One of the common fears of the couples we speak to is ‘What if my guests won’t dance’?  

Everyone wants their guests to have a great party and get involved and dreads the though of a long night of tumble weed and stony faces. This is where hiring an experienced entertainer or host shows its real value.

After performing at hundreds of weddings over the years, we’ve accumulated lots of tips and tricks to get everyone involved and build a great party atmosphere.

There will always be a few who just don’t want to dance, and forcing them, isn’t going to make them have a good night, it really is best just to allow them to do their own thing. For everyone else, it’s often just building confidence and reading the mood of the crowd that will create the magic.

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OUR TOP 10!

  1. Get involved! If the Bride and Groom dance, the guests are much more likely to follow suit.

  2. Have your Best Man and Bridesmaids primed to invite others onto the floor. A team approach works brilliantly.

  3. If possible, have your venue arranged so that the dance floor is in the middle of the seating area. Of course your guests will want to sit and chat some of the time as there will probably be people there they haven’t seen in a long time. This way, they can dance and chat easily.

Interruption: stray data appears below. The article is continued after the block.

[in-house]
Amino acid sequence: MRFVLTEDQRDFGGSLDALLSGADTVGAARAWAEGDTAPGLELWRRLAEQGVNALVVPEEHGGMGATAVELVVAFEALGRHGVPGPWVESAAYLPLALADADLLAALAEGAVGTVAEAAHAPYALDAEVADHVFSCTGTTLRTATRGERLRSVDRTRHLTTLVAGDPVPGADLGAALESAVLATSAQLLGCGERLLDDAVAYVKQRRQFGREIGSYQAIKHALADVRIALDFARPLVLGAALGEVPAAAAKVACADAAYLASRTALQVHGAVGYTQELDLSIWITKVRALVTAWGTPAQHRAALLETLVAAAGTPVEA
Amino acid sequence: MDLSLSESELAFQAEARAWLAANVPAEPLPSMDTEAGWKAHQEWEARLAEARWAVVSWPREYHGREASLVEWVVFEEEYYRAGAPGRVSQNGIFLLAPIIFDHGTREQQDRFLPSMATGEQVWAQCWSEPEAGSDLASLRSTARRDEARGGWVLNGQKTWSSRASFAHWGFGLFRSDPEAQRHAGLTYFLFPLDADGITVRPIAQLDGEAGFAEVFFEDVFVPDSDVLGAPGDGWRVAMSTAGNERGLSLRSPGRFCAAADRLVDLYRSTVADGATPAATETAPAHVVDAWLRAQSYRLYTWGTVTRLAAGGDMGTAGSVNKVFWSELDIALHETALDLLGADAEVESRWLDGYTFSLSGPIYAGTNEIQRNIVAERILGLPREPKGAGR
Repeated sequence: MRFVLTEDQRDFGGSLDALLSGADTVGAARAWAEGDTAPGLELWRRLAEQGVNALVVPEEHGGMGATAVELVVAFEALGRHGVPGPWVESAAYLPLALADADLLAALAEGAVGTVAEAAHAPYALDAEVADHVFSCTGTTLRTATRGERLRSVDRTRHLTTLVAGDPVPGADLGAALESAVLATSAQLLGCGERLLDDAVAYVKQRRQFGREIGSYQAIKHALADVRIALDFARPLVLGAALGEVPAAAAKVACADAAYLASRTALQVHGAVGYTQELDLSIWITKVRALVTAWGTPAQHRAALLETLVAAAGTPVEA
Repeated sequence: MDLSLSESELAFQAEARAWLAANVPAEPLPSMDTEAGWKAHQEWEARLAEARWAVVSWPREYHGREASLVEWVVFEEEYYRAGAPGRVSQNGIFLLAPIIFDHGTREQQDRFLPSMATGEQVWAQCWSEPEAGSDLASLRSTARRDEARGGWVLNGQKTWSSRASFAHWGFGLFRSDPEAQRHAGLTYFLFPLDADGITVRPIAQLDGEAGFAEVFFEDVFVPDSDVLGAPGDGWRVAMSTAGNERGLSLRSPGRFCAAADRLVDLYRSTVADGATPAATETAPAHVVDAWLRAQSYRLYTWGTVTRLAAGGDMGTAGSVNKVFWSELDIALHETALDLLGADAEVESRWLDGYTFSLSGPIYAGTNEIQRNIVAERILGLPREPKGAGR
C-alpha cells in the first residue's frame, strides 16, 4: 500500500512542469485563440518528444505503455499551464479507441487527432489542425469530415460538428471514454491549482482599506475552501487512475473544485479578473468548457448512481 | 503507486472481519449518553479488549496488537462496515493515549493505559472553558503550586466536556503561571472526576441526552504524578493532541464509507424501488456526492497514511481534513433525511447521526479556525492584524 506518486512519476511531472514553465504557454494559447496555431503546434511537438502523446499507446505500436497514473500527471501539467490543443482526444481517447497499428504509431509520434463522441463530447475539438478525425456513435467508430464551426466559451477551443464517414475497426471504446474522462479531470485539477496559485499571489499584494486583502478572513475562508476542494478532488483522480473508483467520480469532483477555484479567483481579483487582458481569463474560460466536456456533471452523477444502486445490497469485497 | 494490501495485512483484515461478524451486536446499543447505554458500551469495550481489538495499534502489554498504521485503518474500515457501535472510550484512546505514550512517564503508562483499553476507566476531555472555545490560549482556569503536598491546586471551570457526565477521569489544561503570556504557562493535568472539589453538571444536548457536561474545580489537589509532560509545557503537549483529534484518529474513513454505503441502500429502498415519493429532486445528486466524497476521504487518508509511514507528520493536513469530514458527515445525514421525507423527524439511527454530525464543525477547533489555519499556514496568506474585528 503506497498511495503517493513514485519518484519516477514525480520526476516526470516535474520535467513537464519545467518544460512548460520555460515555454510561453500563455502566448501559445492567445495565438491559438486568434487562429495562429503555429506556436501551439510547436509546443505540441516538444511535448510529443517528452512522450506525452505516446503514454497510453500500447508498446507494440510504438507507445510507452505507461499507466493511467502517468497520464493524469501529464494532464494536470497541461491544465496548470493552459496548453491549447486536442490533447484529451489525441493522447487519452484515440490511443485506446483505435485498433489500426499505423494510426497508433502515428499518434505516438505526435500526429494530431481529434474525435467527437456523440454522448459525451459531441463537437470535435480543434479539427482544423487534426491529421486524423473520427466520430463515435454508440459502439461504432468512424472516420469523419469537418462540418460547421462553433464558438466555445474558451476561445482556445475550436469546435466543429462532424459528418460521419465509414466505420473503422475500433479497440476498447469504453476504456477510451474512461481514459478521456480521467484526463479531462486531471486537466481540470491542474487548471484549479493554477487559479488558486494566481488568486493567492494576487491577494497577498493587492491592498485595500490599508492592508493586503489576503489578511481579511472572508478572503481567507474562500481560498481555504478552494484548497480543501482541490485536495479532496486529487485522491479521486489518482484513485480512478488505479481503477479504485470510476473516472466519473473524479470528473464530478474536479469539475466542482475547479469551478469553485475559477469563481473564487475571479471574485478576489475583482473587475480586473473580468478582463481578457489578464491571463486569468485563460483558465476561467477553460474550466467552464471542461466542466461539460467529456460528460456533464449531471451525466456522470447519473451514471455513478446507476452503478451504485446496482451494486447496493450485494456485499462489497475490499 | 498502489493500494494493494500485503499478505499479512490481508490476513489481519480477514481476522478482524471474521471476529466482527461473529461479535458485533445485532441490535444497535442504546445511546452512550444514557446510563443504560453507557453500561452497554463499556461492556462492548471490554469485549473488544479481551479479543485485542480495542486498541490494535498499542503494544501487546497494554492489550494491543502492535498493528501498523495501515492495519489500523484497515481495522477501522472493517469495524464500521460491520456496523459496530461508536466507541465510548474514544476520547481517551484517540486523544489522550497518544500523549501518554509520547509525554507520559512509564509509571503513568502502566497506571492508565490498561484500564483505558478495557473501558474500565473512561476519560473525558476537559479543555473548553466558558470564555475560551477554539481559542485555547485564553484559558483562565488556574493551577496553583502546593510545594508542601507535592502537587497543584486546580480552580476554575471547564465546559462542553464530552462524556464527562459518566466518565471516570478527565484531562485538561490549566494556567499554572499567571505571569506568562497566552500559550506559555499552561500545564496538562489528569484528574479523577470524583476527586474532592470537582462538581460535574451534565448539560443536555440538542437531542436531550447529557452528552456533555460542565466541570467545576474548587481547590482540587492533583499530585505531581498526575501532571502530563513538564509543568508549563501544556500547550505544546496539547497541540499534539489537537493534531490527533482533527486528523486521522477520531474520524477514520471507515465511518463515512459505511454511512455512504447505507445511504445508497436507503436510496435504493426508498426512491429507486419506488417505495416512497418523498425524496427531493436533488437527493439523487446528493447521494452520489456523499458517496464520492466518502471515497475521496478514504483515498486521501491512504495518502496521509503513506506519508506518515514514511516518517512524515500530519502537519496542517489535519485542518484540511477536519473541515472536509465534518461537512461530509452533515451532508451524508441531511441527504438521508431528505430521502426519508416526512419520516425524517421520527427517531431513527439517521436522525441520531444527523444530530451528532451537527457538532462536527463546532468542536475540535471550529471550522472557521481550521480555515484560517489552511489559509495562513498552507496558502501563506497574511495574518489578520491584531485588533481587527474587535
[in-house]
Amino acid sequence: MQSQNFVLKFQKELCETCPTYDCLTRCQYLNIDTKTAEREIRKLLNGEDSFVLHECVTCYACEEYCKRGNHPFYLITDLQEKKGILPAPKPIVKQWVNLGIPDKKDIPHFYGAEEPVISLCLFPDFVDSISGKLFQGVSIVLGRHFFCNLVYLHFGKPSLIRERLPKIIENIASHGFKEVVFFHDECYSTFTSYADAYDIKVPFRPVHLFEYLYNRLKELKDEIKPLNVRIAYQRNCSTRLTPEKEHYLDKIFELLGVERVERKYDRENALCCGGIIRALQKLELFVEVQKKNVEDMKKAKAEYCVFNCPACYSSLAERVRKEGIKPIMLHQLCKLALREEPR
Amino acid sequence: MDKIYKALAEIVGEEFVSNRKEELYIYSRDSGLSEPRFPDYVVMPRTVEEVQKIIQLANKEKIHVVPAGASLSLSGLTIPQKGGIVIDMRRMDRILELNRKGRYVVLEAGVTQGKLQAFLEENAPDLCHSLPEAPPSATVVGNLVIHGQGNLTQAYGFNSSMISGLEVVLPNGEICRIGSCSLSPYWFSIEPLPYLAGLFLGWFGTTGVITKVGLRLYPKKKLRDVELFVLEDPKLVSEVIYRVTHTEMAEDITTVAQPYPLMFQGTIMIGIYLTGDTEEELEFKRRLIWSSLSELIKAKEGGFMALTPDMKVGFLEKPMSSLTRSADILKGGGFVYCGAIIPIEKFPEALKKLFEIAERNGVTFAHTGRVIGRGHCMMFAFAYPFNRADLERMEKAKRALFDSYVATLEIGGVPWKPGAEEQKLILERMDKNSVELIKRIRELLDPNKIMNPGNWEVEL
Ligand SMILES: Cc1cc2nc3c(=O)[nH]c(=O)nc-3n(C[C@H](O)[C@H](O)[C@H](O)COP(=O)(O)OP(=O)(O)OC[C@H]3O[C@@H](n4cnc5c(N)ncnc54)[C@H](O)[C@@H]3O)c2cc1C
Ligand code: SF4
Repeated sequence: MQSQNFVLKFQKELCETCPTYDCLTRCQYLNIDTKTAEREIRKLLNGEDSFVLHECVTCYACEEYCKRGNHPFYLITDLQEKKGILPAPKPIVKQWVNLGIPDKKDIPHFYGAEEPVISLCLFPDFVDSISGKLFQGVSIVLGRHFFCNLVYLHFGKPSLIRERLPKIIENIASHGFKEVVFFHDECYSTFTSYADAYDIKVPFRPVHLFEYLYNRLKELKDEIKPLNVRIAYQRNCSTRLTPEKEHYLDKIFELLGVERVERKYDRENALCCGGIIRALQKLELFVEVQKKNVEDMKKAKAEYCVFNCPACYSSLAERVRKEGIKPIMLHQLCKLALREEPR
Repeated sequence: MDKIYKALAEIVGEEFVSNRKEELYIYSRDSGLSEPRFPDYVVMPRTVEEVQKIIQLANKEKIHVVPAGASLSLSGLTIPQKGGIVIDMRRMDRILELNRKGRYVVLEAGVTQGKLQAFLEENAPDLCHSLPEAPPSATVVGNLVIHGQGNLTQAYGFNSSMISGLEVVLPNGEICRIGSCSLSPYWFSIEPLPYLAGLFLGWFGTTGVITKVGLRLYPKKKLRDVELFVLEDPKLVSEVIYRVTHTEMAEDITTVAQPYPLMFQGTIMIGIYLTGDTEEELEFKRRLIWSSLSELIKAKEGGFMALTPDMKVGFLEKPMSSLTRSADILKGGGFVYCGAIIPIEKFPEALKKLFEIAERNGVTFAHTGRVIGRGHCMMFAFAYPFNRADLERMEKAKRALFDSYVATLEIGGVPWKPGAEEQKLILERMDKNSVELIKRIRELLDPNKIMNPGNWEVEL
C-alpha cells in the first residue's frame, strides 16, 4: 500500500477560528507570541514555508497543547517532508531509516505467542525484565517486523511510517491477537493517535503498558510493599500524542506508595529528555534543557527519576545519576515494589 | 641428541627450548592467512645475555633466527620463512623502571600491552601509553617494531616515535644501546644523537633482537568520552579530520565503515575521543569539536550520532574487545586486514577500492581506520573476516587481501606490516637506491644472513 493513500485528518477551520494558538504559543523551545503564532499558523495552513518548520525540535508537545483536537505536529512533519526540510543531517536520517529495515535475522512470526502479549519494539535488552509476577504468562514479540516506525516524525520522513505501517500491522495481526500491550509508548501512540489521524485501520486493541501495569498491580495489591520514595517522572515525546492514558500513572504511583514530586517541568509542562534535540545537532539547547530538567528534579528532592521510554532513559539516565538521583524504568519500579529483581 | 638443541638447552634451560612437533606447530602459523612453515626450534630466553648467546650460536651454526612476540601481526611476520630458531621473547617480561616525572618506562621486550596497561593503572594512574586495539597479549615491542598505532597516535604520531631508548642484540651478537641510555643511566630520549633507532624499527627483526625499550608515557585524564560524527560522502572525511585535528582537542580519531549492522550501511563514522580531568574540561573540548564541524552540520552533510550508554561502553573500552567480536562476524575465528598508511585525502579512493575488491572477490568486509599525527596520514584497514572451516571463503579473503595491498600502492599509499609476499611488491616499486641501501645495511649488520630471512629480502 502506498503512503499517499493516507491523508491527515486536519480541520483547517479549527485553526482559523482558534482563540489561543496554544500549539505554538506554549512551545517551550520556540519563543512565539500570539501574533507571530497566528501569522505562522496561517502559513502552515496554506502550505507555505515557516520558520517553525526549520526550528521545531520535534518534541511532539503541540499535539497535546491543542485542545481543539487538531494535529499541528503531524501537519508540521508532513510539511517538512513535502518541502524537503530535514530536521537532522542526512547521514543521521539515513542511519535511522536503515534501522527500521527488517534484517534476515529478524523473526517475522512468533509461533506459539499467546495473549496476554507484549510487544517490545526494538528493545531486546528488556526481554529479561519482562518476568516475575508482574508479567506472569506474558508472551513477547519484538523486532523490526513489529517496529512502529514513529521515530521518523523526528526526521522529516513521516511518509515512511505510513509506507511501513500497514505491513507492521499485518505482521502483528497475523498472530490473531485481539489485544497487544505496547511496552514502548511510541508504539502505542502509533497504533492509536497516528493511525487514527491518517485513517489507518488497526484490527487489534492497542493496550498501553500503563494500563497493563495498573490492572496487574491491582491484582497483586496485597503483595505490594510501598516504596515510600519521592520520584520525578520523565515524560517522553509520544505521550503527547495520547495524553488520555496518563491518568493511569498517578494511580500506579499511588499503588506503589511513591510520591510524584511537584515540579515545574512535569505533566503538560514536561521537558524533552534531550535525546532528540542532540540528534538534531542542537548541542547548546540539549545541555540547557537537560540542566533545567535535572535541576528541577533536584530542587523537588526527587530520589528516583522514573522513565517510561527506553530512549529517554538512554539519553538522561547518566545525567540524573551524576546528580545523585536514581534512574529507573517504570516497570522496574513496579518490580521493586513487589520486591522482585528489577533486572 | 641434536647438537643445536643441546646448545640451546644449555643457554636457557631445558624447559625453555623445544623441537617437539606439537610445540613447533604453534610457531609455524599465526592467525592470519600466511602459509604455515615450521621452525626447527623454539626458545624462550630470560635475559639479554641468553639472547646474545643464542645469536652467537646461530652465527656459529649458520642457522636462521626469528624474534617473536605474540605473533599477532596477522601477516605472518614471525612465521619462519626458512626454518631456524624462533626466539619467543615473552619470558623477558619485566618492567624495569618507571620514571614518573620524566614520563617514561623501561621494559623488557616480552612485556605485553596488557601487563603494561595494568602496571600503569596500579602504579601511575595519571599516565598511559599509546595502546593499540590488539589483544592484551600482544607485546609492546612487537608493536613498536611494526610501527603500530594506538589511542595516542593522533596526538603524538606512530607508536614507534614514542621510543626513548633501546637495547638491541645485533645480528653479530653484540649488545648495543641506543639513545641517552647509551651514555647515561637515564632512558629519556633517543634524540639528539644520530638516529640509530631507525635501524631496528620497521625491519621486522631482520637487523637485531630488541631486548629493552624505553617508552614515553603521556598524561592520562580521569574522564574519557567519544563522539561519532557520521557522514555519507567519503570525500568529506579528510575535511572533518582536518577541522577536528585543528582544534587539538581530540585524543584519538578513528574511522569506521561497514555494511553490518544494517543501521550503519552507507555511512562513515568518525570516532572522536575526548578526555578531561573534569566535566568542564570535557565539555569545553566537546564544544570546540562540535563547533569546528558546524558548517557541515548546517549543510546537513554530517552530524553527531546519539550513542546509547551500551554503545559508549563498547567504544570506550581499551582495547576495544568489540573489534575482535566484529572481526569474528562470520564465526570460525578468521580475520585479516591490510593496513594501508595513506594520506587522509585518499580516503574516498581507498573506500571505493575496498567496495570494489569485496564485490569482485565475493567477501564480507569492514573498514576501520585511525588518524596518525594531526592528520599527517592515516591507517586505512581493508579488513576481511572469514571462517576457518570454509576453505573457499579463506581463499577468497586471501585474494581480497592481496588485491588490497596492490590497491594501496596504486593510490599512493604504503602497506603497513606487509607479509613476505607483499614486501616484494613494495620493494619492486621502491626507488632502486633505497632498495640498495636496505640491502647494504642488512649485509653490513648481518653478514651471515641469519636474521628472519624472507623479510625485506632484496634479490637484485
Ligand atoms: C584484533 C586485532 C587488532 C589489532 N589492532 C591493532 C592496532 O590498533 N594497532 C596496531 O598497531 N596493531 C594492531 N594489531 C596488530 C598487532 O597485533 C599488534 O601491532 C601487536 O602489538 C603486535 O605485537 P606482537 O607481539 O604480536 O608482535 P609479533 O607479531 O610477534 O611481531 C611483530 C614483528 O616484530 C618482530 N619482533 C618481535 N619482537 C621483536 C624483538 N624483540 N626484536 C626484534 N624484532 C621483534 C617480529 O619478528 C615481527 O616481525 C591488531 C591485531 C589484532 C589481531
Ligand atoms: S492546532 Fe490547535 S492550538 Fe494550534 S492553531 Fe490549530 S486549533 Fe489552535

4. For a Ceilidh, start with really easy dances so that everyone can build their confidence and not be put off by anything over-complicated. We take care of this for you!

  5. Allow a culture of ‘getting it wrong is part of the fun’. Let your guests know that we practically encourage chaos as it’s these times you remember most and laugh about later.

  6. Plan in advance. Ask guests to bring shoes they’ll be comfortable to dance in, or you could provide a few sizes of cute pumps for the ladies in a basket by the dance floor.

  7. Keep the dancing in the same room as the bar. It goes without saying that once people get sat down comfortably in another room, it’s quite tricky to get them to leave their drinks and come back to dance.

  8. It can be hard for nervous dancers to venture onto the floor for the first time. By making the first Ceilidh dance compulsory, everyone’s in it together.

  9. Make sure it’s not too long a walk from the tables to the dance floor. No explanation required!

  10. Keep the lighting in the venue subtle. Nothing kills the atmosphere like bright strip lights. If the venue don’t have uplighters or mood lighting, it really is worth considering hiring it.